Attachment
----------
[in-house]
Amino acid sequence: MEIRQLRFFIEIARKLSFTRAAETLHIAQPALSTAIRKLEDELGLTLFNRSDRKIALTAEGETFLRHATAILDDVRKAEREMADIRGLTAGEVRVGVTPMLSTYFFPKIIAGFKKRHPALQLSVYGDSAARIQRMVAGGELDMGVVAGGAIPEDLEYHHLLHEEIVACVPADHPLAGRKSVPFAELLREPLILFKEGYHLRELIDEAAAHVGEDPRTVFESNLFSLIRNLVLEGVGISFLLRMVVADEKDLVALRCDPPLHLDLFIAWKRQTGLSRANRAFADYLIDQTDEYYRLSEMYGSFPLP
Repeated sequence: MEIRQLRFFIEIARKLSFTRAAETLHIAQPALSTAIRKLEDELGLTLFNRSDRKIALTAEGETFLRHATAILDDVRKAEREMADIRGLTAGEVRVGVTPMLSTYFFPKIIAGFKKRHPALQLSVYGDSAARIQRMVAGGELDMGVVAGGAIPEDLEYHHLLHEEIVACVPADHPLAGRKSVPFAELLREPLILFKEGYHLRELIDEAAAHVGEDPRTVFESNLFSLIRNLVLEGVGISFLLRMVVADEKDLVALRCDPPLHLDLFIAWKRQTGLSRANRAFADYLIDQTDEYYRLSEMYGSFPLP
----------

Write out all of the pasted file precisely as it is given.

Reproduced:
[in-house]
Amino acid sequence: MEIRQLRFFIEIARKLSFTRAAETLHIAQPALSTAIRKLEDELGLTLFNRSDRKIALTAEGETFLRHATAILDDVRKAEREMADIRGLTAGEVRVGVTPMLSTYFFPKIIAGFKKRHPALQLSVYGDSAARIQRMVAGGELDMGVVAGGAIPEDLEYHHLLHEEIVACVPADHPLAGRKSVPFAELLREPLILFKEGYHLRELIDEAAAHVGEDPRTVFESNLFSLIRNLVLEGVGISFLLRMVVADEKDLVALRCDPPLHLDLFIAWKRQTGLSRANRAFADYLIDQTDEYYRLSEMYGSFPLP
Repeated sequence: MEIRQLRFFIEIARKLSFTRAAETLHIAQPALSTAIRKLEDELGLTLFNRSDRKIALTAEGETFLRHATAILDDVRKAEREMADIRGLTAGEVRVGVTPMLSTYFFPKIIAGFKKRHPALQLSVYGDSAARIQRMVAGGELDMGVVAGGAIPEDLEYHHLLHEEIVACVPADHPLAGRKSVPFAELLREPLILFKEGYHLRELIDEAAAHVGEDPRTVFESNLFSLIRNLVLEGVGISFLLRMVVADEKDLVALRCDPPLHLDLFIAWKRQTGLSRANRAFADYLIDQTDEYYRLSEMYGSFPLP